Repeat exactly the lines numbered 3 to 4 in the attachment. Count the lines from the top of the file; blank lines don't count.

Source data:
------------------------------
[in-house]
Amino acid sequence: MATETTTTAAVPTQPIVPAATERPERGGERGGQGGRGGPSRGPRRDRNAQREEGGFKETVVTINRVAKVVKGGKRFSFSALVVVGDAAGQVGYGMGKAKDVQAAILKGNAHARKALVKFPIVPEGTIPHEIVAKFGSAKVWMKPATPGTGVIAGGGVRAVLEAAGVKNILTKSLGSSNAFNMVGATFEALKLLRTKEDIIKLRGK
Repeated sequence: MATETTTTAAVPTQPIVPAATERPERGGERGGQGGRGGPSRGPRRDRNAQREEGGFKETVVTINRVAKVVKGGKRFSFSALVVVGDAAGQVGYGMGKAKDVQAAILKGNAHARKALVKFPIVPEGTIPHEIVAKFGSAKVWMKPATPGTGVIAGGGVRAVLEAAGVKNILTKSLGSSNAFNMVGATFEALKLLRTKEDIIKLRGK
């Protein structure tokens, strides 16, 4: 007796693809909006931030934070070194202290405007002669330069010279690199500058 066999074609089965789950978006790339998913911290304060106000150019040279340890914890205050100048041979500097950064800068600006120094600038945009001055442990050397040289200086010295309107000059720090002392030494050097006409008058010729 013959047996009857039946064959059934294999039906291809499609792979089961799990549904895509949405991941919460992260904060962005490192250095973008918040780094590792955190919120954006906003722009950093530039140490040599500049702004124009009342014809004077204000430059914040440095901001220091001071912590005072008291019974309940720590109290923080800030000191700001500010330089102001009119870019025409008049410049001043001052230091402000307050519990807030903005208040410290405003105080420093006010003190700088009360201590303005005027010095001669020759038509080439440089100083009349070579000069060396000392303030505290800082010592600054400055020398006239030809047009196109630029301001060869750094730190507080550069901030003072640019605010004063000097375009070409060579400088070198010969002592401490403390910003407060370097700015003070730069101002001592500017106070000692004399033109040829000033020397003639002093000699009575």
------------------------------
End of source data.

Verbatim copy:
Repeated sequence: MATETTTTAAVPTQPIVPAATERPERGGERGGQGGRGGPSRGPRRDRNAQREEGGFKETVVTINRVAKVVKGGKRFSFSALVVVGDAAGQVGYGMGKAKDVQAAILKGNAHARKALVKFPIVPEGTIPHEIVAKFGSAKVWMKPATPGTGVIAGGGVRAVLEAAGVKNILTKSLGSSNAFNMVGATFEALKLLRTKEDIIKLRGK
């Protein structure tokens, strides 16, 4: 007796693809909006931030934070070194202290405007002669330069010279690199500058 066999074609089965789950978006790339998913911290304060106000150019040279340890914890205050100048041979500097950064800068600006120094600038945009001055442990050397040289200086010295309107000059720090002392030494050097006409008058010729 013959047996009857039946064959059934294999039906291809499609792979089961799990549904895509949405991941919460992260904060962005490192250095973008918040780094590792955190919120954006906003722009950093530039140490040599500049702004124009009342014809004077204000430059914040440095901001220091001071912590005072008291019974309940720590109290923080800030000191700001500010330089102001009119870019025409008049410049001043001052230091402000307050519990807030903005208040410290405003105080420093006010003190700088009360201590303005005027010095001669020759038509080439440089100083009349070579000069060396000392303030505290800082010592600054400055020398006239030809047009196109630029301001060869750094730190507080550069901030003072640019605010004063000097375009070409060579400088070198010969002592401490403390910003407060370097700015003070730069101002001592500017106070000692004399033109040829000033020397003639002093000699009575």